Avian Taxonomy

All birds are related. Over evolutionar[y time, different groups of birds arose while others went extinct. Over the years early naturalists tried to tie the relationships of birds by their behavior, their color, their songs, and their anatomy. All of these methodologies had some merit, but today ornithologists have DNA as a tool and have refined their classification to a high degree of certainty.

Lets examine the taxonomic scheme. Birds are vertebrates, part of the subphylum vertebrata which has five classes: pisces, the fish; amphibia, the amphibians; reptilia, the reptiles; mammalia, the mammals; and aves, the birds. Class Aves then breaks down into Orders, Families, Genera, and Species.

Let's use the American Robin as an example; its taxonomy is as follows:

Class Aves

     Order Passeriformes

          Family Turdidae

               Genus Turdus

                     Species migratorius

This scheme tells us that the American Robin, belonging to the Order Passeriformes, is a passerine or songbird, along with about half of the birds in the world. Some of these birds, along with the robin, belong to the Turdidae, the thrush family - containing not only thrushes, but solitaires, chats, bluebirds, and the Redwing, Fieldfare. and Eurasian Blackbird. Further narrowing the classification, the robin has the genus name of Turdus, as do the true thrushes and various other species such as solitaires, cochoas, ant-thrushes, and bluebirds. Now we are down to migratorious, which tells us the specific bird, the American Robin, and no other. Turdus migratorious is the binomial scientific name, belonging to no other creature. This taxonomic scheme puts every species in its place relative to other species. The official definition of a species is that it is reproductively isolated from all other species. That's a pretty good definition, but it doesn't always hold. We'll discuss that in another blog.

For many hundreds of years, the similar appearances of birds made naturalists think they were related. Sometimes they were but often they were not. The below share many similarities - size, bright colors, behavior, diet, etc. but the sunbird belongs to the songbird order, Passeriformes, while the hummingbirds are in the Caprimulgiformes, the nightjar order. They are no more closely related to each other than they are to ostriches!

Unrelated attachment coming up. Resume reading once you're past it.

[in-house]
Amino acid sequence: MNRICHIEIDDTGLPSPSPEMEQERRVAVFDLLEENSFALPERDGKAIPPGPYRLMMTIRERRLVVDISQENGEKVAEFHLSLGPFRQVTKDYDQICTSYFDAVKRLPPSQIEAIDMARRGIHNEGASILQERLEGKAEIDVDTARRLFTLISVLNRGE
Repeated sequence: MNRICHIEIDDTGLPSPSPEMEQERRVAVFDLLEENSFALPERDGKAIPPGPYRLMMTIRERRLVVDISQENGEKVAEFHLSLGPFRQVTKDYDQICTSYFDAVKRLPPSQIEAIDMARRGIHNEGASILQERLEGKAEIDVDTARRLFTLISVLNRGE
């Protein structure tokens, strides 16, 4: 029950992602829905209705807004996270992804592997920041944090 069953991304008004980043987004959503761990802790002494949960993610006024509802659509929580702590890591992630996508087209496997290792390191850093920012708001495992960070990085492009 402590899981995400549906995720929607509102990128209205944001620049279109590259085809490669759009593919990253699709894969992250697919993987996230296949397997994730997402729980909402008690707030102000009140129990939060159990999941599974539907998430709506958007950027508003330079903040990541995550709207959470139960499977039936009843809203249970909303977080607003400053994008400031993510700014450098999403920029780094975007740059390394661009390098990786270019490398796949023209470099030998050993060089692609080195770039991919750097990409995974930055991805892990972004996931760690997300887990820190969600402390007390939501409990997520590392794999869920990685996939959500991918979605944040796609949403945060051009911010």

Notice that family names (Turdidae, Sylviidae, Paridae, Gaviidae) are capitalized and end in -idae while order names (Passeriformes, Anseriformes, Podicipiformes, Apodiformes) are capitalized and end in -iformes. Scientific and common names are further explained in Names.

There are such things as subspecies, versions of species that differ in color, size, song or some other aspect but that can interbreed. Their scientific name is a trinomial. One example is  the Tundra Swan which as two subspecies: theTundra Swan (Whistling), Cygnus columbianus columbianus and the Tundra Swan (Bewick’s), Cygnus columbianus bewickii. 




Vigor's Sunbird and Rufous Hummingbird

Click photos to enlarge.


Without getting into too much detail - we'll do that in another blog - here's how ornithologists use DNA. DNA is extracted from the blood of two bird species. The double-stranded DNA is split into single strands. The the two different DNA strands are mixed so that some of the individual strands of one species pairs up with another, forming a hybrid double-stranded DNA molecule. Then heat is applied to this double strand which will cause the strands to separate at some point as the heat rises. The more heat it takes to separate the strands, the more similar the strands are , reflecting the relationship between the birds. DIstantly related hybrid DNA separates at relatively low temperatures, indicating only distant relationships between the birds.

There is also DNA sequence analysis, but I won't get into that. You can read a comprehensive and fascinating history of ornithological classification and taxonomy and a detailed explanation of DNA analyses in a book chapter entitled DNA Analyses Have Revolutionized Studies on the Taxonomy and Evolution in Birds.